by Gary Inbinder
Table of Contents|
Chapter 5, Chapter 6,
Chapter 7, part 1
appeared in issue 241.
part 2 of 2
The Federation of New Earth is waging a foreign war with Algol 1 and is beset by corruption and strife within. Consul Finn, maneuvering against Consul Cato in a bid to make himself emperor, sends Aurelia to win over Republican Guard hero Ludwig, more familiarly known as “Luddy.”
Luddy and Aurelia come to realize that they are pawns in a power struggle. Luddy discovers Aurelia’s true nature and the secret of his own origins. Armed with the mysterious Aureus coin and the Spear of Fate, Luddy and Aurelia envision a new galactic Imperium that has a place for humans, androids and Algolians alike.
Aurelia cried, “Shut up, Luddy, and take care of business.”
Ludwig answered, “Aye, aye, Skipper,” hung out the window, and fired, zapping the driver in the forearm.
Losing control of the cycle, the guard crashed into a tree, the explosion scattered burning debris, some of which flew into the back of the hover-car.
Aurelia asked, “Are you okay, Luddy?”
“I’m fine,” he replied. “Just a few nicks and scratches.”
“Glad to hear it. Hold on, gentlemen.” Aurelia switched the hover-car to marine mode, made a sharp right turn through a clearing, and flew off the steep mud bank onto the Neo-Tiber. The car hit the surface with a gut-wrenching thud, and a drenching spray of cold, muddy river water.
“Damn it, Aurelia,” Ludwig blurted out, “if that didn’t sober me up, nothing will.”
Aurelia drove about two miles upstream, turned into a small, secluded inlet, cut the engine and docked the hover-car at a camouflaged mooring. “Luddy,” she said, “you have the blaster; go ashore, wait for me, and keep an eye on Dax.”
Ludwig and Dax jumped onto the pier, while Aurelia set the autopilot and a timed self-detonating charge. She leaped off the hover-car, just as it began backing away from the bank and out the inlet toward the river.
Turning to Ludwig, Aurelia ordered, “Luddy, you take the rear and keep the blaster on Dax; if he makes any funny moves, burn him.”
Ludwig leveled the blaster at Dax, and nodded in response.
“Come on, Aurelia,” Dax interjected, “I’m on your side.”
Aurelia said, “Yeah, right. Let’s get going.”
Ludwig and Dax followed Aurelia down a dark, narrow, grassy forest pathway, until they reached a tiny, secreted glade. There was a hover-car waiting for them, and Luddy thought he recognized the driver; it was Bambi. Before entering the car, he looked at Aurelia, and said, “I don’t get it.”
At that moment, there was the sound of an explosion. Looking above the trees, they could see a large reddish fireball shooting upward into the deep purple sky. The hover-car had self-detonated in the middle of the Neo-Tiber.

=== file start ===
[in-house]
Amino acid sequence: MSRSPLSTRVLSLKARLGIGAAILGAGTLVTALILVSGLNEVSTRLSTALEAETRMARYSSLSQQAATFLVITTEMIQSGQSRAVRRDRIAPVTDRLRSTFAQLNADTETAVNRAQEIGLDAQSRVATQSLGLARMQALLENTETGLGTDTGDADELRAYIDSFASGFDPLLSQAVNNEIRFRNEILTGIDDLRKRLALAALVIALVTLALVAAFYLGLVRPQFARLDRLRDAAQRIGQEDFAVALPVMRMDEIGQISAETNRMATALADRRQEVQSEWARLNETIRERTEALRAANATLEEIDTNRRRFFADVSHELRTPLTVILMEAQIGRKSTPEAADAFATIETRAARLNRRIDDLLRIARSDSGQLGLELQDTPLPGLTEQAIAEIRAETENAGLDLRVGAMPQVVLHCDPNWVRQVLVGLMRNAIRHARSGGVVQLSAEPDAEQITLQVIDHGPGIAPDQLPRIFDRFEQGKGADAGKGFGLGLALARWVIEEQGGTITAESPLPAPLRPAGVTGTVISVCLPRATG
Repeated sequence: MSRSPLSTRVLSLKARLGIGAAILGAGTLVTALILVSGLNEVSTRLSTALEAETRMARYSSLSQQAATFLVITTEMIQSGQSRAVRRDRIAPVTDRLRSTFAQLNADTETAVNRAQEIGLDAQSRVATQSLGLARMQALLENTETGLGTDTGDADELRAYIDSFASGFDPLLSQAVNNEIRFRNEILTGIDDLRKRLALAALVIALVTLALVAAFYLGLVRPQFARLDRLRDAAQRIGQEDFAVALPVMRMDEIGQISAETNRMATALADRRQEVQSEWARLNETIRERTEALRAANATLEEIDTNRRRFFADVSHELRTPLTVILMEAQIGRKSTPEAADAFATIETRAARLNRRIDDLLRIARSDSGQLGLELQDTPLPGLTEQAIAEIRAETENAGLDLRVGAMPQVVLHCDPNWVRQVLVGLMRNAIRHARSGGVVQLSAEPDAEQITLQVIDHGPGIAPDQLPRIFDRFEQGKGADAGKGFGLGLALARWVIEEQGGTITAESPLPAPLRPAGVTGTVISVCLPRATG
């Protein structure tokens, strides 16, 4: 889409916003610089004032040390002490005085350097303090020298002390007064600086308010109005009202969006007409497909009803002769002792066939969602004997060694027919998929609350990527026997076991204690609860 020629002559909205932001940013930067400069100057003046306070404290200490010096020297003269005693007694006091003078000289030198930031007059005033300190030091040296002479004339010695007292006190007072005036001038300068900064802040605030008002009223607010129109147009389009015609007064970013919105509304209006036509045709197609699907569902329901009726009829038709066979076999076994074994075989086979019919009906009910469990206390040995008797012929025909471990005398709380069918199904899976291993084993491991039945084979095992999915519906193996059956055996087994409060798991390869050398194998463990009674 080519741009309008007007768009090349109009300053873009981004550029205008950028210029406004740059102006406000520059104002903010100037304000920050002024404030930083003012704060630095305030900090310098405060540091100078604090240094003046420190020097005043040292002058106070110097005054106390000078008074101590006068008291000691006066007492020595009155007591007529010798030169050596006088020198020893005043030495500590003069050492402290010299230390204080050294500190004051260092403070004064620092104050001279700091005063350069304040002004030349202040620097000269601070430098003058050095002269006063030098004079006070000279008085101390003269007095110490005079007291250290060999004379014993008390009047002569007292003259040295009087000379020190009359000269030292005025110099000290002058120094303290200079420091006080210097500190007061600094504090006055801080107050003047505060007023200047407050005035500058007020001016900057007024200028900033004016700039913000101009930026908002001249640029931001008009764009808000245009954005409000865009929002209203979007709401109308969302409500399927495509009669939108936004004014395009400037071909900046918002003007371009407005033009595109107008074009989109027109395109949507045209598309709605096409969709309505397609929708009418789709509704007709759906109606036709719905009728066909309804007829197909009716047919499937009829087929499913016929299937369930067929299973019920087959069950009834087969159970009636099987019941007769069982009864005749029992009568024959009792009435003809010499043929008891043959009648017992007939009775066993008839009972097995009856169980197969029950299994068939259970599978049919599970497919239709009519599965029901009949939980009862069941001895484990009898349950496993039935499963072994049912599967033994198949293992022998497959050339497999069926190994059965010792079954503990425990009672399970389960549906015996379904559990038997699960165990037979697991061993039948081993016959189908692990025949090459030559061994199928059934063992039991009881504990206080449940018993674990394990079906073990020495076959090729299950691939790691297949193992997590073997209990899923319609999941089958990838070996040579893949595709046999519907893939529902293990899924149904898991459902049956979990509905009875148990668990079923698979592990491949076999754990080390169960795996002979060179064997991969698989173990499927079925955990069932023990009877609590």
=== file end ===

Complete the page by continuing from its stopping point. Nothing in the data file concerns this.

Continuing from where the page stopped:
Aurelia turned to Ludwig, answering, “We need to keep moving, Luddy. I’ll explain later.”
No one spoke as Bambi drove through the darkness to a Cato safe house, a sequestered villa in the pine-covered foothills northwest of the Capital City. Once there, Bambi took charge of Dax, while Aurelia led Ludwig to an Empire period drawing room where they could speak in private.
They sat together on a richly embroidered sofa, Aurelia gazing at Ludwig with sad, tired eyes. “Luddy,” she sighed, “I hardly know where to begin. Would you like a drink?”
Ludwig’s response was icy. “No, thank you. I’m not such a lush as I sometimes may seem. Or a fool, either.”
“Luddy, I never took you for a drunk or a fool. You may not need a drink, but, pardon me, I do.” There was a mahogany coffee table in front of the sofa; Aurelia reached for a crystal decanter and a glass, and poured herself a stiff cognac. She drained her glass as Ludwig sat silently by her side. “I really needed that,” she said. “Sure you won’t join me?”
“Maybe later. Right now I need another kind of refreshment: the truth, for example, would be nice.”
Aurelia put her hand on his arm, looked directly into his eyes, and replied, “The truth is, I love you. You must believe that, or everything else I say will be meaningless.”
Ludwig returned her gaze with a steely-eyed glare. He noticed a tear forming in the corner of one of her gemlike eyes; her display of emotion rubbed him the wrong way. “You set me up,” he muttered, “like a piece on a chessboard, and moved me according to some strategy. Is that your idea of love?”
“No, Luddy, it’s not like that at all. When we first met, I was following orders. Father taught me to serve and to obey. However, the death of your parents...” She stopped for a moment, and then whispered, “Luddy, not only did I make you an accomplice in their deaths, I falsified their file to keep you on my father’s side. Can you ever forgive me?”
Ludwig answered, “I wonder if I will ever forgive myself. There’s really no need to keep going down this road, Aurelia. I understand, perfectly. My parents were your father’s enemies; he wanted them eliminated. Making me an accomplice in their deaths and using me as his loyal follower were part of his plan to seize control of the Republic. That much, I already know.”
“There’s more. Even before we met I began questioning my father’s methods, and his motives. However, it was only recently that I came to realize I could no longer follow him. You were the turning point. Now, that I’ve betrayed my father, there are only two choices left to me: defection, or suicide. I’m putting my fate in your hands: I’ll tell you what I know about my father’s plans, Plotinus Industries, Cato, and the Ludovicus legend. Once I’m finished, you decide if I should live or die tonight.”
Ludwig looked away from her, staring at his hands. He couldn’t deny his strong feelings for Aurelia, yet he also felt a deep sense of dishonor and betrayal. Perhaps, he thought, double suicide would be the best way out, for both of us.